Generalized mutualisms are often predicted to be resilient to changes in partner identity. Variation in mutualism-related traits between native and invasive species however, can exacerbate the spread of invasive species (‘invasional meltdown’) if invasive partners strongly interact. Here we show how invasion by a seed-dispersing ant (Myrmica rubra) promotes recruitment of a co-introduced invasive over native ant-dispersed (myrmecochorous) plants. We created experimental communities of invasive (M. rubra) or native ants (Aphaenogaster rudis) and invasive and native plants and measured seed dispersal and plant recruitment. In our mesocosms, and in laboratory and field trials, M. rubra acted as a superior seed disperser relative to the native ant. By contrast, previous studies have found that invasive ants are often poor seed dispersers compared with native ants. Despite belonging to the same behavioural guild, seed-dispersing ants were not functionally redundant. Instead, native and invasive ants had strongly divergent effects on plant communities: the invasive plant dominated in the presence of the invasive ant and the native plants dominated in the presence of the native ant. Community changes were not due to preferences for coevolved partners: variation in functional traits of linked partners drove differences. Here, we show that strongly interacting introduced mutualists can be major drivers of ecological change.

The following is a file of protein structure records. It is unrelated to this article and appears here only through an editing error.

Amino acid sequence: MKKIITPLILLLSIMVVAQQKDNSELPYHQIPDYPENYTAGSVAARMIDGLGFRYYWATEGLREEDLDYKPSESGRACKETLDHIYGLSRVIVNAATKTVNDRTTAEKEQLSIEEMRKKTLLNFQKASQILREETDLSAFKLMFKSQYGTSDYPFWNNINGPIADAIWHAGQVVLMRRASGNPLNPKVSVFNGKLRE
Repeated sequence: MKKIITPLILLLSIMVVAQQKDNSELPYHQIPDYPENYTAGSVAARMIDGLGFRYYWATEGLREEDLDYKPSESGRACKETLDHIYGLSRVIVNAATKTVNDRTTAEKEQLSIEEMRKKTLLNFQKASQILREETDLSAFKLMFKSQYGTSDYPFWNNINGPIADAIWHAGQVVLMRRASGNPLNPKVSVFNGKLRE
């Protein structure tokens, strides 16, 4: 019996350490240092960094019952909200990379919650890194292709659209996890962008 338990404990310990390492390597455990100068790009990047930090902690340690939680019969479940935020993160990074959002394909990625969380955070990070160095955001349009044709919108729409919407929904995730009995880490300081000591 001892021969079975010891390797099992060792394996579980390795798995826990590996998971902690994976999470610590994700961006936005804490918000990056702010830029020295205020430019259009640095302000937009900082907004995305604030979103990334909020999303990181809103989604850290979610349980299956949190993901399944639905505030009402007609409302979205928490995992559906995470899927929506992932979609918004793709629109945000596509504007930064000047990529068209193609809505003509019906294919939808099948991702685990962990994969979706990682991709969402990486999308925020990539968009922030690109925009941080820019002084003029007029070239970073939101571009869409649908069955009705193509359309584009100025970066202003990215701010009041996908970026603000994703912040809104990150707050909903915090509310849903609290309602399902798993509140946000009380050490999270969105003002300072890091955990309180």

Mutualisms affect community structure and dynamics by linking the fates of interacting species and generating cascading indirect effects (e.g. [1–4]). Most mutualisms involve interacting guilds of potential partner species that often share little or only a very diffuse coevolutionary history . If species within a guild of mutualists (e.g. pollinators, seed dispersers) vary greatly in the quantity or quality of goods or services that they provide to partners, then gains or losses of mutualist species may have large effects on communities [6,7]. By contrast, if species in a guild are essentially interchangeable, then mutualistic networks should be resilient to changes in species identities ([8–10]; but see [11,12]). Many models predict network resilience because they assume that interaction frequency is a good surrogate for partner quality , but even in generalized mutualisms changes in partner identities can have complex effects on communities when interacting partners vary in functional traits [4,6].